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Second-seeded Federer playing like No. 1, breezing through U.S. Open

NEW YORK -- Winds from the northwest, as fierce as a Rafael Nadal forehand, registered gusts as high as 31 mph. Napkins soared above the court as if they were butterflies, and so chilly was the air at Arthur Ashe Stadium on Wednesday night that much of the gentry was forced to pile blue blankets over the latest fashions from Ralph Lauren and Prada Sport.

In other words, it was cold as hell in Flushing Meadows, and Roger Federer was kind enough to destroy Robin Soderling 6-4, 6-4, 7-5 in a brisk 1 hour and 56 minutes. Seeded second but playing like a world No. 1, Federer is in the U.S. Open semifinals for the seventh consecutive year.

"It's not easy, you know. It's cold. Everywhere it's blowing. You feel like it's blowing through your ears and into your eyes," said Federer, shortly after midnight. "But I think I used to dislike it so much that I'm on the other side now. I was able to kind of take enjoyment out of playing in the wind."

You write Federer off at majors at your own peril (I'm talking to you, ESPN's Michael Wilbon). He has failed to drop a set at the U.S. Open through five matches and improved to 26-4 on hard courts in 2010. He is a major threat to win Grand Slam singles title No. 17, even with Nadal lurking on the other side of the draw.

What was surprising about his win over Soderling was how easy it was. The Swede finished last year at a career-high No. 8, and had since risen to No. 5 in the world thanks to a heavy first serve and a forehand that is considered the most lethal in the game. His resume included two of the sport's biggest clay-court wins in the last 20 years: In 2009, he stopped Nadal's streak of four French Open victories with a win in the fourth round. At this year's French Open, Soderling ended Federer's streak of 23 Grand Slam semifinals, with a quarterfinal win over the Swiss.

But Soderling's power game was mitigated in the wind, and he was felled by a remarkable serving performance by Federer, who won 86 percent of his first-serve points (50 of 58) and finished with 18 aces. Most impressively, in some of the toughest conditions of the tournament, Federer recorded the same number of winners (33) as he did unforced errors and was successful on five of six break points. Soderling's ratio of errors (32) to winners (16) told much of the story. The win was Federer's 13th in 14 matches with the Swede.

"He served really well," Soderling said. "He was brushing the lines a lot of times with his first serve, which is not easy when it's weather like this. He did that very well. Much better than me."

"Because my second serve is reliable, I don't panic or double fault so much," Federer said. "So it's obviously a huge weapon in conditions like this. I think the serve was the biggest key today because obviously he's very famous for serving extremely accurate and extremely hard over a long period of time. That's what makes him so hard to beat. That wasn't the case today. He struggled to get the pace, the accuracy going, until midway through the third set when he started to hit it a bit better. Then it was almost too late, really."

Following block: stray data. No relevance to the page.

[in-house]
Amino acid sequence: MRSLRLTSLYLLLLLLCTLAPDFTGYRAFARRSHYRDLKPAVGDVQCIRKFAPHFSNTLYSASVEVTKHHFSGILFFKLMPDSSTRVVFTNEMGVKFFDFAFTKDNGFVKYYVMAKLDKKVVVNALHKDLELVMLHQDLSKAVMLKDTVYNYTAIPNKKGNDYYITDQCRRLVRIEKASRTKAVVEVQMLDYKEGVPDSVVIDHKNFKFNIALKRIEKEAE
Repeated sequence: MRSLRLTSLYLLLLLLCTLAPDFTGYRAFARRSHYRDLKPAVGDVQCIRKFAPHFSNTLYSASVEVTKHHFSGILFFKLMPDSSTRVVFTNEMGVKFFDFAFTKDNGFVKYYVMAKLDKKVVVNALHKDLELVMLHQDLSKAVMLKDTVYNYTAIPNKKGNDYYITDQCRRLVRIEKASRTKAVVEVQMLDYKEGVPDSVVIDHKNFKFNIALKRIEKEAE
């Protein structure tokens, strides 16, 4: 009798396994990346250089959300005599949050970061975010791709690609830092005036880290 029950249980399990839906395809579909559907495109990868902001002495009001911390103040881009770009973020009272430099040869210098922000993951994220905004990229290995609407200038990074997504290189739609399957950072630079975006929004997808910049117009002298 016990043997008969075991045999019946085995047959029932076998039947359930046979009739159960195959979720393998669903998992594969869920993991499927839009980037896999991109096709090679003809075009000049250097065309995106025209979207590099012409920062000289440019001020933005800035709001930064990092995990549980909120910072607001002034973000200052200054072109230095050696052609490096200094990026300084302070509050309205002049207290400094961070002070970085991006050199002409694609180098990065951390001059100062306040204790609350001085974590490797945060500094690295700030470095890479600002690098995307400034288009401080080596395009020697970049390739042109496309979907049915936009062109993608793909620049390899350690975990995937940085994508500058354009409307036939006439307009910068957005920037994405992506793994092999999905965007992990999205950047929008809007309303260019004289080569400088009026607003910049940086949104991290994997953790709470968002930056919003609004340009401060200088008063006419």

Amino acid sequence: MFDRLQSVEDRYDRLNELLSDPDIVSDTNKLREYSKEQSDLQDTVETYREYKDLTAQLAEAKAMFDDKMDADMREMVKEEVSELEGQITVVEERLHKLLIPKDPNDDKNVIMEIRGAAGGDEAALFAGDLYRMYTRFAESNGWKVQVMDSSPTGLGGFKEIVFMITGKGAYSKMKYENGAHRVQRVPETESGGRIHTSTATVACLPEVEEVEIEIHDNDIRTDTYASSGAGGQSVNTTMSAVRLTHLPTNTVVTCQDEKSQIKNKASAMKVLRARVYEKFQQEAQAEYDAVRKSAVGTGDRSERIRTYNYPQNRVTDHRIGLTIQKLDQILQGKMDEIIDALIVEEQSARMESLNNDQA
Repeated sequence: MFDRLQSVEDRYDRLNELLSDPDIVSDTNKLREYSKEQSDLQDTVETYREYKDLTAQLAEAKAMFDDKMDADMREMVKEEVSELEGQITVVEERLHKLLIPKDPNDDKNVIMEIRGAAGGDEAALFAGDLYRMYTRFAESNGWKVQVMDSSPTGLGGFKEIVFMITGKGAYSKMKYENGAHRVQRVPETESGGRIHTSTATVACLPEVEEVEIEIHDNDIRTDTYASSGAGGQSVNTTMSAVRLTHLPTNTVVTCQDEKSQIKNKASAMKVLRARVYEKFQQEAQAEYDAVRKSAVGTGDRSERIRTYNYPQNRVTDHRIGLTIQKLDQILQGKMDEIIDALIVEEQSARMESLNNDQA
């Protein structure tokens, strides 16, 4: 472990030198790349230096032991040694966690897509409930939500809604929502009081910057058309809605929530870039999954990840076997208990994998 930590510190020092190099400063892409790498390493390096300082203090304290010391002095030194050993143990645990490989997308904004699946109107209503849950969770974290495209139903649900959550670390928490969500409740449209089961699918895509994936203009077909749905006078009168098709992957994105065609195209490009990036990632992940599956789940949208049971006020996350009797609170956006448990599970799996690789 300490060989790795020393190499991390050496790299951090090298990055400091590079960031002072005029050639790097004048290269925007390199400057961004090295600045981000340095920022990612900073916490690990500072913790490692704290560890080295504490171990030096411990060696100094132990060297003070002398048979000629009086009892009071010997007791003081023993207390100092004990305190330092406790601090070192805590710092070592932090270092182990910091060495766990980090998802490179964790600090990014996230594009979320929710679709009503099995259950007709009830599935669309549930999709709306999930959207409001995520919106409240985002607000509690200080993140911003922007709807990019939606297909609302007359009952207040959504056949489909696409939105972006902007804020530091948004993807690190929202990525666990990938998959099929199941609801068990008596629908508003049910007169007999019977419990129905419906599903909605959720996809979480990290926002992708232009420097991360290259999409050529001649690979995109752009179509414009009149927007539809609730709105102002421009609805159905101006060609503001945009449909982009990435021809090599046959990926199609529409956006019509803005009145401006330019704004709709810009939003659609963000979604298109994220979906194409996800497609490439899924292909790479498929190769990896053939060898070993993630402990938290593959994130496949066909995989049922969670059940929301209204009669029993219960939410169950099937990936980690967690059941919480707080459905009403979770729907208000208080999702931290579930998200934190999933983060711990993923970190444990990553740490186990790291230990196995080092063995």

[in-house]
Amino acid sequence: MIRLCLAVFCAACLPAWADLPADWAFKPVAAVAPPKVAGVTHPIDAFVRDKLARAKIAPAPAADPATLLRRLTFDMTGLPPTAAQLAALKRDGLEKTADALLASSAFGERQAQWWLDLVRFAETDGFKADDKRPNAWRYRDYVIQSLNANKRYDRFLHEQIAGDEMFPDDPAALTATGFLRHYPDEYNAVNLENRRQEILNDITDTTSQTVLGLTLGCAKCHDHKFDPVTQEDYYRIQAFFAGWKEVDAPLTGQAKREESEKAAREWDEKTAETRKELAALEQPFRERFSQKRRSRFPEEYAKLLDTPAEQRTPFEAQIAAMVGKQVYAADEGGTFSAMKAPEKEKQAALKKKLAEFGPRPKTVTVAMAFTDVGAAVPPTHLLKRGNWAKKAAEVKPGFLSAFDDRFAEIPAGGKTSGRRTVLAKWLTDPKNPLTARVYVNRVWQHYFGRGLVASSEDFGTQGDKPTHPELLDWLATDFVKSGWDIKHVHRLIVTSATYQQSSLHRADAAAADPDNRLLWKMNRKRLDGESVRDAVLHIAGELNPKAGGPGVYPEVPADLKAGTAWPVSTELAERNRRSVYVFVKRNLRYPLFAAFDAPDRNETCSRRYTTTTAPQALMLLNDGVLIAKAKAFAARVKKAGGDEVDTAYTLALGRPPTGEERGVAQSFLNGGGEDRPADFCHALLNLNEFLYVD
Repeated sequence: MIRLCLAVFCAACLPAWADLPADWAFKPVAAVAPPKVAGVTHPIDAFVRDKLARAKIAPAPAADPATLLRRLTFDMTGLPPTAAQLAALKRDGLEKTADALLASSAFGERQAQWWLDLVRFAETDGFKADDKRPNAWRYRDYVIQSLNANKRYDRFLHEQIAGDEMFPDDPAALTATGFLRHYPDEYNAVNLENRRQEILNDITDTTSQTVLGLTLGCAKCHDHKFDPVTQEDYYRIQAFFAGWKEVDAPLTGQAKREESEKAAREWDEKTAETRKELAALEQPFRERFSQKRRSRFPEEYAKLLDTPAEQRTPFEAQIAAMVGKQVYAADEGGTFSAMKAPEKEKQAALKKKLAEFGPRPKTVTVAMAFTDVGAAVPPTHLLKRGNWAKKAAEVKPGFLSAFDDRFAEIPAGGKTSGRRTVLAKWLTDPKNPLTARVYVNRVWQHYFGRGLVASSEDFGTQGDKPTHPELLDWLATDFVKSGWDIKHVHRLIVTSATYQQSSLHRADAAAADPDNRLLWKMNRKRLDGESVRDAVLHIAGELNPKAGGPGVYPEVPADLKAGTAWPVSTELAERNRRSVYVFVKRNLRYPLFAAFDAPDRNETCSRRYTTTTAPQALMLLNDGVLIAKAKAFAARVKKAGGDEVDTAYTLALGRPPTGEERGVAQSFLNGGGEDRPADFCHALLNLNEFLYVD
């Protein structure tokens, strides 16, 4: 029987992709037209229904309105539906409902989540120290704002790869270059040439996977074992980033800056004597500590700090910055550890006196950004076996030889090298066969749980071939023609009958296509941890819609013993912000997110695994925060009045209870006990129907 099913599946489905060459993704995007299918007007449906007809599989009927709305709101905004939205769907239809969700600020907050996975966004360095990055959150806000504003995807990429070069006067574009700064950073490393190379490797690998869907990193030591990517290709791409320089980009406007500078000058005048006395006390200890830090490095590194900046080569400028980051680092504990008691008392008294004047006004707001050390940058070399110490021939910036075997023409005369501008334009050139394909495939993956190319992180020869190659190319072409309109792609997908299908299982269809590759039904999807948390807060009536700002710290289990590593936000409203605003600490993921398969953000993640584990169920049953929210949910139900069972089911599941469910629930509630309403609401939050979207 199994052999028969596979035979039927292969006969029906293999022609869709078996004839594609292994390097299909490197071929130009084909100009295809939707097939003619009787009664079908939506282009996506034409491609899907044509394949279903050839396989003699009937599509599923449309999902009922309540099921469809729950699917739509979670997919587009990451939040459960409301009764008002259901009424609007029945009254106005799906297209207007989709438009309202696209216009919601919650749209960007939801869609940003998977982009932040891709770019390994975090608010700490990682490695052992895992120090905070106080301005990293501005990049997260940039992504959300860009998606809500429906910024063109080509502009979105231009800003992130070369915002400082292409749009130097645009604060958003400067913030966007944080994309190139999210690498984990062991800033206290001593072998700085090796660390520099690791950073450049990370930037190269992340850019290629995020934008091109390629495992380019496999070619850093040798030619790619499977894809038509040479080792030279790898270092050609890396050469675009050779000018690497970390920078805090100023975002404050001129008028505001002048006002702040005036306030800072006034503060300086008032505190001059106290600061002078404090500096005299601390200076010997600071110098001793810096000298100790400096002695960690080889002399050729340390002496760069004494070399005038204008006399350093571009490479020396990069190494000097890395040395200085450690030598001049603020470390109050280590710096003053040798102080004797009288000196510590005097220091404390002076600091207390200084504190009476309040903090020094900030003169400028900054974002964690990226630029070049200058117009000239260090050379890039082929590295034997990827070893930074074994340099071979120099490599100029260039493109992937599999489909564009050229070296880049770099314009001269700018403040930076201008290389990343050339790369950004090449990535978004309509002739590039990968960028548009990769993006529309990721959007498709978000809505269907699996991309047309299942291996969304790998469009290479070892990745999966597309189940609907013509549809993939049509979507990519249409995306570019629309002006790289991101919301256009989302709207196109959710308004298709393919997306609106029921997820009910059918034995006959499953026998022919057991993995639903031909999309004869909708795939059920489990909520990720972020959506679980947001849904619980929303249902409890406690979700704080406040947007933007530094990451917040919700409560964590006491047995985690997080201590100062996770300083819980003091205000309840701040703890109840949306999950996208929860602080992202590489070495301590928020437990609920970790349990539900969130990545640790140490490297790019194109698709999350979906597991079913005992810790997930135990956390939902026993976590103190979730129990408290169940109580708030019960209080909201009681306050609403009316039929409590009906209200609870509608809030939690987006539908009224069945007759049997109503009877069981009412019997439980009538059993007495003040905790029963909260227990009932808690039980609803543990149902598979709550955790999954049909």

Remarkably, Soderling first's ace came in the fifth game of the third set (and after 143 points of the match), and he finished with more double faults (4) than aces (2). The Swede played much crisper in the final set, breaking Federer while leading 4-3. With all the momentum on his side and the crowd thinking they were in for a long night of tennis, Soderling incredibly gave the break immediately back while serving for the set. Federer then held at 5-4 and broke Soderling again at 5-5. He closed the match out at love with his 18th ace.

"I've played in such strong winds. I've practiced in such hot conditions, whatever you throw at me, I can do it," Federer said. "I mean, obviously if it's snowing, then it gets a bit different."

He laughed.

"I haven't had that yet, so I guess I would freak out when that starts happening," Federer continued. "But then everyone would, not only me."

Federer improved to 56-5 for his career at the Open and is 44-1 in his last 45 matches in Flushing Meadows, losing only to Juan Martin del Potro in last year's finals. Next up is No. 3 seed Novak Djokovic, against whom Federer holds a 10-5 advantage, including 3-0 at the Open.

"Because he lost in the quarters of the French and in Wimbledon, some people think he's more vulnerable than ever," Djokovic said. "But I think he's actually playing really well. He played great in Toronto and Cincinnati, and he just loves this surface. He loves this tournament. "

Asked about Djokovic, Federer offered this assessment: "He's obviously waiting for a breakthrough where he can win this title, but for the last three or four years he's gone through me, and he hasn't been able to get it done."

You can feel it in the air: Federer is going to be a tough out this weekend.

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